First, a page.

Practical knowledge — the kind of knowledge that comes from hands-on experience, is a must for the work force. However, the normal college environment that requires attending class can only give a student the theoretical knowledge that is needed for employment.
Today’s employers expect look for applicants who will perform well from the day that they are hired.
“Graduating students are faced with the reality that the job market is tougher now than it has been in the last three years,” said Drema Howard, director of USF’s Career Center. “Fewer jobs equates to more competition amongst applicants; it also means that employers are able to be more selective and can expect more from their employees.”
Students are advised to prepare to enter a competitive job market. But this can often be difficult for students who need to work part-time while attending college.
“Our students are very busy. Over 75 percent of them work as well as attend school,” Howard said. “So it is understandable that taking on more work can seem overwhelming for some students, but (they) need to decide on their willingness to invest the extra effort now for a return later on.”
Howard said there are several options to consider when deciding what work experience best complements a student’s major. Structured internships, cooperative education and practicums can all be arranged through the university with advanced planning, or you can opt to find practical experiences. Some, but not all of these positions, offer payment either in the form of an hourly wage or credit hours.
Students should keep in mind that in many cases the opportunities USF offers to students in work experience are competitive, meaning that students must apply for the positions; they are not simply awarded.
For students who work and attend school full time, reducing the number of hours at work to accept an internship may not be possible. In this case, students should be creative and resourceful.
“An internship is a great way to explore a career and see if it is a good fit, and it also gives the valuable experience of networking and makes you more competitive, but not every student can manage it,” Howard said. “If this is the case then they can do things like setting up a couple of informational interviews with people in the field in which they want work to get a feel for what they do, what is expected of them and also to network.
“If the place you currently work at is not helping increase your knowledge about your desired field, then try taking on some different projects at your current job. For example, if a student works at the front desk of a hotel and is majoring in public relations, then they can try to get some experience by offering to help with their employee newsletter,” Howard said.
Another way to gain valuable leadership experience is by joining a professional club on campus and becoming actively involved in it. This can provide chances to network and gain contact with professionals.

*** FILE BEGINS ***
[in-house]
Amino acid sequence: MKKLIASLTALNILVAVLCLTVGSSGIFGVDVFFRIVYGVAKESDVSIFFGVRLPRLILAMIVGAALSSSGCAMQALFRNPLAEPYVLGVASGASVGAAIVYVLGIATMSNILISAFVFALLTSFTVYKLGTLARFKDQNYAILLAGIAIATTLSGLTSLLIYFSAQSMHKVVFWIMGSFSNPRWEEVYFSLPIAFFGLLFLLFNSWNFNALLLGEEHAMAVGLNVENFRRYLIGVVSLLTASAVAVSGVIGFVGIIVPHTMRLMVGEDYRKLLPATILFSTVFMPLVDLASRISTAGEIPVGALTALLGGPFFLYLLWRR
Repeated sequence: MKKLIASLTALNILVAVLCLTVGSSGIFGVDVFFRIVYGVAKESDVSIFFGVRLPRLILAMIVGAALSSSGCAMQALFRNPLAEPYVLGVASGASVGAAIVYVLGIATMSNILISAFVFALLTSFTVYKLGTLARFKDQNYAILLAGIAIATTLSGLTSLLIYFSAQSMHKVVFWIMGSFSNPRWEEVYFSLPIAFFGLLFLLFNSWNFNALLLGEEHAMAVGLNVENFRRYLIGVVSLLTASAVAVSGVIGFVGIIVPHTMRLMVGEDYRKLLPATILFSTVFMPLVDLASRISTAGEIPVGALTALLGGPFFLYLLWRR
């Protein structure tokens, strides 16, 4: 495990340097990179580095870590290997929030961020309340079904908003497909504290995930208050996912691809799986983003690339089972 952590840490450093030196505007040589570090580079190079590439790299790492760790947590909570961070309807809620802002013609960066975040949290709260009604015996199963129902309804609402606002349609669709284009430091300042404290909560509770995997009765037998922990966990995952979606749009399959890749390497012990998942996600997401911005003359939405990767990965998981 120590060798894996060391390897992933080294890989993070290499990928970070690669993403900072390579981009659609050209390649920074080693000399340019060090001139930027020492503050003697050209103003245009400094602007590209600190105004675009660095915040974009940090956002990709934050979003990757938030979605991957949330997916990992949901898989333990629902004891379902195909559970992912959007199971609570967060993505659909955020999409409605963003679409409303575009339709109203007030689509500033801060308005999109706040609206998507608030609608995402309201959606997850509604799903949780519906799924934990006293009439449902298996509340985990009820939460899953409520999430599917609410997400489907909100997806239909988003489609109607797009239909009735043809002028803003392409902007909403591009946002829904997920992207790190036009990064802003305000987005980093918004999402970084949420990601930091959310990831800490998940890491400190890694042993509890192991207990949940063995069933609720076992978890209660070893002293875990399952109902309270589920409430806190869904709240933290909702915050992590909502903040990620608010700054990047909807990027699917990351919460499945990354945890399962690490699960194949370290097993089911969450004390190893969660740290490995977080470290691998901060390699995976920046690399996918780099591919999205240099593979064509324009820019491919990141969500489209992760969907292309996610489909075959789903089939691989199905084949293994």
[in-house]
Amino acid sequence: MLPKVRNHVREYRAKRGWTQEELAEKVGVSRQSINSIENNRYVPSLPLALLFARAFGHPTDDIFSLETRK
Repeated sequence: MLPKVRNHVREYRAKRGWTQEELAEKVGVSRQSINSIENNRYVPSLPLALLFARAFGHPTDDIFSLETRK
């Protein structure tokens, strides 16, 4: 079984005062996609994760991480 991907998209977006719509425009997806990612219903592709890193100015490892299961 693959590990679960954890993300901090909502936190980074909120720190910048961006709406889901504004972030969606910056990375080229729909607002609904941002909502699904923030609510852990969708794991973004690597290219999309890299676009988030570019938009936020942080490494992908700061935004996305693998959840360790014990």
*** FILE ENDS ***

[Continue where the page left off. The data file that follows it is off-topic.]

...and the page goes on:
It is important to only choose clubs that will actually benefit career options.
“Students should use every viable means of gathering experience that will pave the way to their future career,” Howard said.
Not all colleges on campus require their students to gain career-related experience before they graduate even though they do recommend it. However, some departments such as the College of Education require each student to complete a full-time internship before graduation.
Typically, an education major obtaining an internship the last semester before graduation. For this internship a student will work with a professional elementary or secondary educator and experience how he or she deals with all of the things that arise on a daily basis in the classroom. The internship culminates with students taking responsibility for their mentor’s class for six to eight weeks.
“We believe that hands-on experience helps make a well rounded student, and we think that an even blend of theory and practical experience is the equation for a student’s success,” said Paulette Walker, internal director of undergraduate programs and internships. “I always tell students that I want them to be prepared well enough (so) when they graduate from this department, that I would feel comfortable having them teach my grandchild.”
Students interested in gaining career-related experience can talk to a sequence advisor, look for opportunities to gain experience on their own, and visit the Career Center and talk to a career specialist.
Students may also find opportunities for work experience by attending the two events that the Career Center has coming up in September. The center is sponsoring a part-time job fair for students Sept. 4 from 10 a.m. to 2 p.m. in the Student Services Building breezeway. It will also be sponsoring a career networking fair for students Sept. 25 from 10 a.m. to 3 p.m. in the Sun Dome. Before attending, students should prepare resumes and practice interviewing skills.
The Career Center offers a variety of resources to students interested in gaining work-related experience. It also offers students the chance to gather information on different career choices and to polish resumes. Students also have the option to do a virtual video interview to get a feel for the type of questions that an employer is likely to ask and to get comfortable with the interviewing process.
In the spring, the Career Center will be offering, for the first time, four sections of a career development course that students can earn two credit hours. “The class will be for students trying to decide what they want to do and will focus on self assessment tests and on how to prepare for a job search,” Howard said.
To get more information on the Career Center’s services go to http://www.career.usf.edu. To schedule an appointment call 974-2171 or go to SVC 2088 Walk-ins are welcome for a 15 minute advising session with a career specialist.